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Alan Sondheim is a poet, critic, musician, video-maker, and theorist of cyberspace. His work The Internet Text is a continuous philosophical and artistic meditation on cyberspace, posted online since 1995. His critical work includes Being Online: Net Subjectivity and his most recent work of poetry is Deep Language. Sondheim’s page, when opened, looks like an outdated READ.ME file that when opened will spill open pages upon pages of HTML codex. However, this is not the case. Upon clicking each link, one sees poetry, a precursor message, an extremely digitally-structured video of contorted bodies moving at unbelievably quick rates in grotesque positions, or digitally contrived photos that your ordinary person would instantly associate with the Internet being part of outer-space and cyberspace. In reading the poetry that is hidden in this labyrinth, one has to understand what each file is by knowing the format in which photos (.jpeg), text (.docx or .txt) and videos (mp4) are saved. If one is unfamiliar with technological terminology such as this, their  blind navigation through the site will most likely teach them to read this, however, we can assume that Sondheim expects his readers to be current on such linguistics. When searching YouTube for Sondheim, one can see that he is highly involved in “Second Life”, a virtual video game; one can assume that much of his inspiration for artwork is derived from Second Life graphics, as his art closely follow that of the game.

In commencing  this project, I initially started at the Poetry Foundation’s YouTube profile page and found the channel of the Canadian small press, Poetry Is Dead Magazine. Though this page is relatively small, I thought the findings were interesting enough to share. Poetry Is Dead follows the Poetry Foundation Channel on YouTube, is friends with the Poetry Foundation on Facebook (PiD alone has 1,000 followers), and has a fan base of almost 2,000 followers on Twitter. On their Facebook, the profile states the following: “Poetry Is Dead Magazine is a semi-annual publication devoted to poetry and the lack thereof. We publish any form of poem that is intriguing, hilarious, ridiculous, inspiring, timely, unfortunate or provocative.” Simply put.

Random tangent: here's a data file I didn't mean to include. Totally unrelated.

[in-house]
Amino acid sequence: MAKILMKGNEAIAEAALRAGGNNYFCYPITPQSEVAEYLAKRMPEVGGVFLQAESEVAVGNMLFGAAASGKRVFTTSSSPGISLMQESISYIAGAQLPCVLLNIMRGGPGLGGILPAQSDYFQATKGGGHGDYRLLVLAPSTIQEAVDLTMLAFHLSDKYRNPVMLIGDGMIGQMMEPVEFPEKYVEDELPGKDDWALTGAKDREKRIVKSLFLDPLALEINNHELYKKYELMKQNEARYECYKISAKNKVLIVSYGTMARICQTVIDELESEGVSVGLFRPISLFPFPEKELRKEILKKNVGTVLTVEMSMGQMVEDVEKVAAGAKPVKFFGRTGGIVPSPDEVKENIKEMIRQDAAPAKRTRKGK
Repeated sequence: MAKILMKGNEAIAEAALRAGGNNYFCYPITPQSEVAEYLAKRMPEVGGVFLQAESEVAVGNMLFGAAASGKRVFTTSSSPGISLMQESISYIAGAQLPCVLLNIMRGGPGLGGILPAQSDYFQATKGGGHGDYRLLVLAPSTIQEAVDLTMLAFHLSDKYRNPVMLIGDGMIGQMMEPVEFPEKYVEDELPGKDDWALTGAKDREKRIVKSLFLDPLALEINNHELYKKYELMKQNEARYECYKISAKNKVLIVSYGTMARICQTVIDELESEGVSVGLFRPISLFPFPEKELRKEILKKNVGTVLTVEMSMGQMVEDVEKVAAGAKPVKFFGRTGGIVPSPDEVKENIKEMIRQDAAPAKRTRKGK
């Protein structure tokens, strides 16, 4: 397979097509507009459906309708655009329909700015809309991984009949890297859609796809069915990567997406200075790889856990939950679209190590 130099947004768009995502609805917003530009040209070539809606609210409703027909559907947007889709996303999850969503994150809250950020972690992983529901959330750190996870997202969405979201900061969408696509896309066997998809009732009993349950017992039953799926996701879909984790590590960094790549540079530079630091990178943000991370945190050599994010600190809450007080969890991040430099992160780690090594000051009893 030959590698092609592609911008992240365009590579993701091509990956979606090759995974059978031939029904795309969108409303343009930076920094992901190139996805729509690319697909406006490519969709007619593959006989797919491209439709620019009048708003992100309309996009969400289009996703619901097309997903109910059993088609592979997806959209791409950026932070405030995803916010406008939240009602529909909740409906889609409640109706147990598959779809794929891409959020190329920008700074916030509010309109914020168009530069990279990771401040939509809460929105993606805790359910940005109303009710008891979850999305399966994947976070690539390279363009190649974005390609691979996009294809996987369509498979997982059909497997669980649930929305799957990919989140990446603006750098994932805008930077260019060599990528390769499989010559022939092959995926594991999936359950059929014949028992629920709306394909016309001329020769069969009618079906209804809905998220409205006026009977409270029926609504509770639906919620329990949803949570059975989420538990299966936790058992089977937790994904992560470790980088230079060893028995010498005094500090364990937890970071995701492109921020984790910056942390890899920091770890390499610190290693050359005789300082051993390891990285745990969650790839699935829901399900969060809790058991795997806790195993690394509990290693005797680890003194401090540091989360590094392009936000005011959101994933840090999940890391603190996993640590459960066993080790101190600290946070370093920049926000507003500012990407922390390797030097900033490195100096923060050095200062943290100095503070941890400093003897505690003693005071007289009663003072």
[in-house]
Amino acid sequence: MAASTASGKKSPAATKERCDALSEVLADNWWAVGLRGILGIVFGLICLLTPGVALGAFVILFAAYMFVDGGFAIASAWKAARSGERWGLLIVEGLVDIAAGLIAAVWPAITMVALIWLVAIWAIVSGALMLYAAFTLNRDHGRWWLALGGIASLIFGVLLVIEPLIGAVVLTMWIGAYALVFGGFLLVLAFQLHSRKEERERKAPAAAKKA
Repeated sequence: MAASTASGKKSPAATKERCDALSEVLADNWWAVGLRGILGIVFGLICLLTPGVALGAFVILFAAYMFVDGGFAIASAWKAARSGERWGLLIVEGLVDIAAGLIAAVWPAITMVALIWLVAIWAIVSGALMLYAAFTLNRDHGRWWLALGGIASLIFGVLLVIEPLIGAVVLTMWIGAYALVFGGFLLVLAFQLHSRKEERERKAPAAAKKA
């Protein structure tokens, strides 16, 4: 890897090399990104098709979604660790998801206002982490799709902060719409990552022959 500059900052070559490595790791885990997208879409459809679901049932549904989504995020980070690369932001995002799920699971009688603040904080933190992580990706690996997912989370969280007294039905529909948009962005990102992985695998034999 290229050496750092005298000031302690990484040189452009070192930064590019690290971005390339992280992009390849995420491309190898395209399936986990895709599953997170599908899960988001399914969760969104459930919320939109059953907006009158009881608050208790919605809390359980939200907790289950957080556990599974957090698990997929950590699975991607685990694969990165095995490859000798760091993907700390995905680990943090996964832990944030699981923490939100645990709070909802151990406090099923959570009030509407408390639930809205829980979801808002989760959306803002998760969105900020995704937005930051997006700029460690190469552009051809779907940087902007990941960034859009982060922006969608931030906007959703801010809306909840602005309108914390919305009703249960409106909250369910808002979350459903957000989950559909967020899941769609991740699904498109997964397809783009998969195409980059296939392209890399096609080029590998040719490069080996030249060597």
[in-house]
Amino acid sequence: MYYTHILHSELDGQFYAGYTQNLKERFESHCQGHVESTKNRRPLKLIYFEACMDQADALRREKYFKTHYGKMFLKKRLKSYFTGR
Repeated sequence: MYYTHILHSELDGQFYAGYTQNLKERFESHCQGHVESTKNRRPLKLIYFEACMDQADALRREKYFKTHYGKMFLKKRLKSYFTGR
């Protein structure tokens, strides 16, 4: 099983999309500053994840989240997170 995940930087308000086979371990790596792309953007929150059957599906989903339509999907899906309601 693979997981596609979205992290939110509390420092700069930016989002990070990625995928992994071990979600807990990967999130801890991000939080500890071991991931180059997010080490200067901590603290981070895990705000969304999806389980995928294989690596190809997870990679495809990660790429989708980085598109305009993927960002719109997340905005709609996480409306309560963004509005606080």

On PiD’s YouTube channel I found a series of interesting Bill Bissett interviews as well as a two-part documentary on the Canadian experimental poet that PiD had uploaded from a user by the name of Centralianwings who appears to be a large Bissett fan. Prior to this research, I was unfamiliar with Bissett’s work and after watching him speak, feel as if his poetry is that much more realistic. The film depicts his poetic style through visual shots of Bissett in the city, as well as a verbal soliloquy, of the poet himself, discussing existentialism and his role as a poet amongst the beatniks. One could argue that the videos display the zeitgeist surrounding Bissett’s work and life, as he was educated and lived in downtown Vancouver after moving from his homeland of Nova Scotia. Effective videos of digital poetry, such as this, allow the reader or viewer to engage in the subject’s life and get that much closer to understanding how the poet worked in their surroundings.

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Short Blog: Digital Poet Caterina Davinio

In researching digital poetics for this assignment, I found some interesting work by Italian poet Caterina Davinio that shows the different approaches to digital poetry and media. Though Davinio’s style of art isn’t exactly my taste, the first video shows the multitude of layers that a piece of work can embody. Assuming that digital poetry is really a type of fiction (my apologies if that sounds ignorant but I’m still semi-unfamiliar with the medium!), one could compare her work (for example, the first video i’ve listed) to something like that of Joseph Conrad’s Heart of Darkness; each art piece contains a layering of perspective that starts with the artist (Davinio and Conrad) and trickles down to the viewer, and the middle portion between artist/author and viewer/reader is retold by either Marlow or Davinio’s avatar cyber character. The second video I’ve listed appears more along the lines of what I would categorize digital poetry to be. We see mixed mediums, symbols in the place of language, a myriad sounds that conflict or align, etc. etc. If you further research Davinio, a lot of her work is dedicated to luxury cars like Ferrari and Jaguar. Though these videos are in Italian, the language barrier actually helped me understand the many aspects to the poem, as words became noise and I was able to better identify all of her included sounds without getting lost in a poem of familiar language. If that makes sense?

Below are two other videos that I found rather innovative to the world of experimental film. The first is from theberrics.com and is a narrative of a skateboarder’s passion for his sport; though the narrative is rather consuming of the video as a whole, I thought that the way in which the editor includes the flames was pretty cool. As for the second video, Lily Donaldson’s father created a video of the model and her hair. Yes, it sounds absolutely absurd, however, his editing is brilliant as it is slowed down to a humanly impossible speed and each lock is separated in a really surreal way. Each video is interesting in that it takes something simple from daily life and magnifies the movement or friction from it in a really unique way. That’s all, hope you enjoy!

The Berrics: http://theberrics.com/dailyopspost.php?postid=2134 (there’s an ad at the beginning so hold out for the video!)

Lily Donaldson: